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Pharmacokinetics and Pharmacodynamics of Biotech Drugs Principles and Case Studies in Drug Development Edited by Bernd Meibohm

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  • Pharmacokinetics andPharmacodynamics of Biotech Drugs

    Principles and Case Studies in Drug Development

    Edited byBernd Meibohm

    InnodataFile Attachment9783527609529.jpg

  • Pharmacokineticsand Pharmacodynamicsof Biotech Drugs

    Edited byBernd Meibohm

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  • Pharmacokinetics andPharmacodynamics of Biotech Drugs

    Principles and Case Studies in Drug Development

    Edited byBernd Meibohm

  • The Editor

    Prof. Dr. Bernd MeibohmUniversity of TennesseeHealth Science CenterDepartment of Pharmaceutical SciencesCollege of Pharmacy874 Union Ave. Suite 5pMemphis, TN 38163USA

    All books published by Wiley-VCH are carefully pro-duced. Nevertheless, authors, editors, and publisher donot warrant the information contained in these books,including this book, to be free of errors. Readers areadvised to keep in mind that statements, data, illustra-tions, procedural details or other items may inadver-tently be inaccurate.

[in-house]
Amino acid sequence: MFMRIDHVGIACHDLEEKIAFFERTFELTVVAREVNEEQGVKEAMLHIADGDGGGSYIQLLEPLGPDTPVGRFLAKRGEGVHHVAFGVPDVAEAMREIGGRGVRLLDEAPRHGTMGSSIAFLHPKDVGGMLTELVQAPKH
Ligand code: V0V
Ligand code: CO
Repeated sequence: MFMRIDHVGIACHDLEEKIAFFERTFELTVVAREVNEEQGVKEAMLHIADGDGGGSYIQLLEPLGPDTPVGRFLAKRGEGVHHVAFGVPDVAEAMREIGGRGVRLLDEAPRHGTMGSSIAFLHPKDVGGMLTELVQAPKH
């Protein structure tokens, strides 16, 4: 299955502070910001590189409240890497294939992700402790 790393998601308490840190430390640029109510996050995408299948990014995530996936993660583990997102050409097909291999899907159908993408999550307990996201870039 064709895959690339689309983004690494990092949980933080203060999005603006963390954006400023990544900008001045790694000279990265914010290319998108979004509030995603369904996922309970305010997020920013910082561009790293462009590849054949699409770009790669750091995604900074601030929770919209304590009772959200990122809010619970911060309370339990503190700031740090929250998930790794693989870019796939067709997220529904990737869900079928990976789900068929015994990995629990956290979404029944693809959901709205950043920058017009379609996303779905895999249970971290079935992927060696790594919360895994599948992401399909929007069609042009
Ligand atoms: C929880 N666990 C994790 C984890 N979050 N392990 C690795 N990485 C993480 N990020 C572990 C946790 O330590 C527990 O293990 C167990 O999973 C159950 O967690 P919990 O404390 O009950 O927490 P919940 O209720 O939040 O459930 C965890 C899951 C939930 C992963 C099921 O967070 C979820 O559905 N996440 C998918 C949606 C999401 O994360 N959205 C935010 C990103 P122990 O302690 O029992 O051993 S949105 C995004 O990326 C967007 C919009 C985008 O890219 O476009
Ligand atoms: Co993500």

Library of Congress Card No.: applied for

    British Library Cataloguing-in-Publication Data:A catalogue record for this book is available from theBritish Library

    Bibliographic information published byThe Deutsche NationalbibliothekThe Deutsche Nationalbibliothek lists this publicationin the Deutsche Nationalbibliografie; detailed biblio-graphic data is available in the Internet at

    © 2006 WILEY-VCH Verlag GmbH & Co. KGaA,Weinheim, Germany

    All rights reserved (including those of translation intoother languages). No part of this book may be repro-duced in any form – by photoprinting, microfilm, orany other means – nor transmitted or translated intoa machine language without written permission fromthe publishers. Registered names, trademarks, etc.used in this book, even when not specifically markedas such, are not to be considered unprotected by law.

    Composition ProSatz Unger, WeinheimPrinting Strauss GmbH, MörlenbachBookbinding Litges & Dopf Buchbinderei GmbH,Heppenheim

    Printed in the Federal Republic of GermanyPrinted on acid-free paper